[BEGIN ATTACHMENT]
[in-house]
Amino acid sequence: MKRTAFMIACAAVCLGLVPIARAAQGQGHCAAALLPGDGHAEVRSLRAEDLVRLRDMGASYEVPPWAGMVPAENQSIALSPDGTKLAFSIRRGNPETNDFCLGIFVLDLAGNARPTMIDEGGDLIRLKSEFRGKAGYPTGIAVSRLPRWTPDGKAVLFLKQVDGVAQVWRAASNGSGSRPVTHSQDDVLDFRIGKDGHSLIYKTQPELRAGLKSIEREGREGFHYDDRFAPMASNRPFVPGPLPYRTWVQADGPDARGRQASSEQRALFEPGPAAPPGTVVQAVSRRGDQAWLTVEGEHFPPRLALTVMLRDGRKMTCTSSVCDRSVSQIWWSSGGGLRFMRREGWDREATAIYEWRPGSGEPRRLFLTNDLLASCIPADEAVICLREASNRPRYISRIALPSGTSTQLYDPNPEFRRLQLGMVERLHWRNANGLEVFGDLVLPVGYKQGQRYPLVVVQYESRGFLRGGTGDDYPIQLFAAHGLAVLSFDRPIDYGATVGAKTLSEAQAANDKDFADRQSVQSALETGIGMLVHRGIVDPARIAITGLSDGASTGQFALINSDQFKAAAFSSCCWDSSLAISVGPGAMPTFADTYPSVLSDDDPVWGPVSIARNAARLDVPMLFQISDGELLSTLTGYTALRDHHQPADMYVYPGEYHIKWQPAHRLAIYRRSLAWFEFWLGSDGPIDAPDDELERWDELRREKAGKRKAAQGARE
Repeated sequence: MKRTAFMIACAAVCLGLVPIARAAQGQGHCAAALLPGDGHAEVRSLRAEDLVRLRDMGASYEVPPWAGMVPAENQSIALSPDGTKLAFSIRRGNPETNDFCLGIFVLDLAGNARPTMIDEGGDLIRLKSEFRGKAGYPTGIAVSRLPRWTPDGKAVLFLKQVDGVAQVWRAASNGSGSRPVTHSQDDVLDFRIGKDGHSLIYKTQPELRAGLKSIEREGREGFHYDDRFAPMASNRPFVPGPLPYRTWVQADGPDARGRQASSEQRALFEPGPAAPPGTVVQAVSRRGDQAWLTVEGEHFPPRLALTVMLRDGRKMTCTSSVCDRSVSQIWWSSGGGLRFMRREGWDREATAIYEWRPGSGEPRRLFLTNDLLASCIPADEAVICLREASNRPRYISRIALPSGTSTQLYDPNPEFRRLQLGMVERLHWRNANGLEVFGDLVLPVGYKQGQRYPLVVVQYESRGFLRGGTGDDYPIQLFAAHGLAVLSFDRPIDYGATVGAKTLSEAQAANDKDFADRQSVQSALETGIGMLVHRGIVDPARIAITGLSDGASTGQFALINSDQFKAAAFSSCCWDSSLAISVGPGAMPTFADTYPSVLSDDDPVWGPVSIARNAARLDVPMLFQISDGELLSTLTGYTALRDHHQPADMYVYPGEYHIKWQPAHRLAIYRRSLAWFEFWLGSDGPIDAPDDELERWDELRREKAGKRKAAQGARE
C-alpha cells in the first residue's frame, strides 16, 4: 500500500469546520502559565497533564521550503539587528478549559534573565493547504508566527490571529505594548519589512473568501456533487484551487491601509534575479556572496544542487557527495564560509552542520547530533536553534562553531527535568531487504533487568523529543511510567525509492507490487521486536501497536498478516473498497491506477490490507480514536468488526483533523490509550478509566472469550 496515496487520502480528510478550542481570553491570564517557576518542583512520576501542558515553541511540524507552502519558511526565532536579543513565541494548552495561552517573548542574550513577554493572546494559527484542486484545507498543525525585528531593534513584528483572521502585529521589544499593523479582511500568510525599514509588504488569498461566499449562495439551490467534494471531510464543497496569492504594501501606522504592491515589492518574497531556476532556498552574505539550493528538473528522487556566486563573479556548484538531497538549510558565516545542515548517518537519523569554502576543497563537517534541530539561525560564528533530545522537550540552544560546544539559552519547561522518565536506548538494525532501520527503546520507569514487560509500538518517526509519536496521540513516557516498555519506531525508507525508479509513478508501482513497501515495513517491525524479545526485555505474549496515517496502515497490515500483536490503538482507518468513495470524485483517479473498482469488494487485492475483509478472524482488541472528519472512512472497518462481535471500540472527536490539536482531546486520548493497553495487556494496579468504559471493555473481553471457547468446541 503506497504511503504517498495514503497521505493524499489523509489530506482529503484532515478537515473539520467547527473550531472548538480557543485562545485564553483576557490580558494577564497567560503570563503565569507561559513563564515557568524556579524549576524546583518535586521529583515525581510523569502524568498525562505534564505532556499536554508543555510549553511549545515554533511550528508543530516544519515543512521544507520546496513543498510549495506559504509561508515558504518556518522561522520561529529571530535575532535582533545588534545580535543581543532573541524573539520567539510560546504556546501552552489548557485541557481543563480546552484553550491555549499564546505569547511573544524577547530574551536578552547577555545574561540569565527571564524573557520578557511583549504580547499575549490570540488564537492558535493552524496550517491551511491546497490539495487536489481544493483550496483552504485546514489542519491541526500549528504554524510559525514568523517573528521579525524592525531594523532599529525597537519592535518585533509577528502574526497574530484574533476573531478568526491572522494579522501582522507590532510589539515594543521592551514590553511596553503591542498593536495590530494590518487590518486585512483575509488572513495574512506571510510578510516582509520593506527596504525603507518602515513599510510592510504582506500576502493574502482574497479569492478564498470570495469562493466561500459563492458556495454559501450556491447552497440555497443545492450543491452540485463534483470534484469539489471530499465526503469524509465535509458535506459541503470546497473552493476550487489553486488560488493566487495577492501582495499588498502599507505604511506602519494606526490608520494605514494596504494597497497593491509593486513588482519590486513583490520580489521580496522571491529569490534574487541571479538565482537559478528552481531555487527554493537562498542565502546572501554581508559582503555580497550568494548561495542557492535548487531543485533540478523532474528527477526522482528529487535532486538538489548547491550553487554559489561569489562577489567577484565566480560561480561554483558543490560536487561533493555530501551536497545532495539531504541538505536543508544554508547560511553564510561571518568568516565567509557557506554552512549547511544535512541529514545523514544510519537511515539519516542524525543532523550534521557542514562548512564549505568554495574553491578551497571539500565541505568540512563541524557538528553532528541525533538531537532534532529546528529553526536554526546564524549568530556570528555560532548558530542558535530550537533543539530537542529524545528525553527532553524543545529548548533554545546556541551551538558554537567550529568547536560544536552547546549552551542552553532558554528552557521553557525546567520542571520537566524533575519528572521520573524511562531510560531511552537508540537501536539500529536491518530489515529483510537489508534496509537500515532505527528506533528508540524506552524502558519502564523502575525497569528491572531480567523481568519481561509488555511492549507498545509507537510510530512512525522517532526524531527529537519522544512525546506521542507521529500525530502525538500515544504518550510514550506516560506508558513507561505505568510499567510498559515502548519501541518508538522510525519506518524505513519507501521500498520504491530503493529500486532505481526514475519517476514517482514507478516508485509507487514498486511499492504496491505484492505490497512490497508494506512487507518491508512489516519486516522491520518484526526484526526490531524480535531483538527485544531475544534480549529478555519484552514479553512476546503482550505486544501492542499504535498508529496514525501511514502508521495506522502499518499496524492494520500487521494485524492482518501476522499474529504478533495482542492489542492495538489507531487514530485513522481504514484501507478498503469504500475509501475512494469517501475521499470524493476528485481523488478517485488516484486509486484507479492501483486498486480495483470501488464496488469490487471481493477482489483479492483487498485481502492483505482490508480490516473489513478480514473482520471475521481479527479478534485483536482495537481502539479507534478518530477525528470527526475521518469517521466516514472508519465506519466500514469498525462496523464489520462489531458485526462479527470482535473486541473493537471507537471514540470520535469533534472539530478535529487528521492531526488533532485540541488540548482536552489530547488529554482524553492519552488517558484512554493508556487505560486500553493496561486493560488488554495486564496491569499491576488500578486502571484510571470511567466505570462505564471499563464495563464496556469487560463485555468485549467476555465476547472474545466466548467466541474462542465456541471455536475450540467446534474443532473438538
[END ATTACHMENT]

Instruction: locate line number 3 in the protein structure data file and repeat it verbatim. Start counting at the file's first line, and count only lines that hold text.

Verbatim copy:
Repeated sequence: MKRTAFMIACAAVCLGLVPIARAAQGQGHCAAALLPGDGHAEVRSLRAEDLVRLRDMGASYEVPPWAGMVPAENQSIALSPDGTKLAFSIRRGNPETNDFCLGIFVLDLAGNARPTMIDEGGDLIRLKSEFRGKAGYPTGIAVSRLPRWTPDGKAVLFLKQVDGVAQVWRAASNGSGSRPVTHSQDDVLDFRIGKDGHSLIYKTQPELRAGLKSIEREGREGFHYDDRFAPMASNRPFVPGPLPYRTWVQADGPDARGRQASSEQRALFEPGPAAPPGTVVQAVSRRGDQAWLTVEGEHFPPRLALTVMLRDGRKMTCTSSVCDRSVSQIWWSSGGGLRFMRREGWDREATAIYEWRPGSGEPRRLFLTNDLLASCIPADEAVICLREASNRPRYISRIALPSGTSTQLYDPNPEFRRLQLGMVERLHWRNANGLEVFGDLVLPVGYKQGQRYPLVVVQYESRGFLRGGTGDDYPIQLFAAHGLAVLSFDRPIDYGATVGAKTLSEAQAANDKDFADRQSVQSALETGIGMLVHRGIVDPARIAITGLSDGASTGQFALINSDQFKAAAFSSCCWDSSLAISVGPGAMPTFADTYPSVLSDDDPVWGPVSIARNAARLDVPMLFQISDGELLSTLTGYTALRDHHQPADMYVYPGEYHIKWQPAHRLAIYRRSLAWFEFWLGSDGPIDAPDDELERWDELRREKAGKRKAAQGARE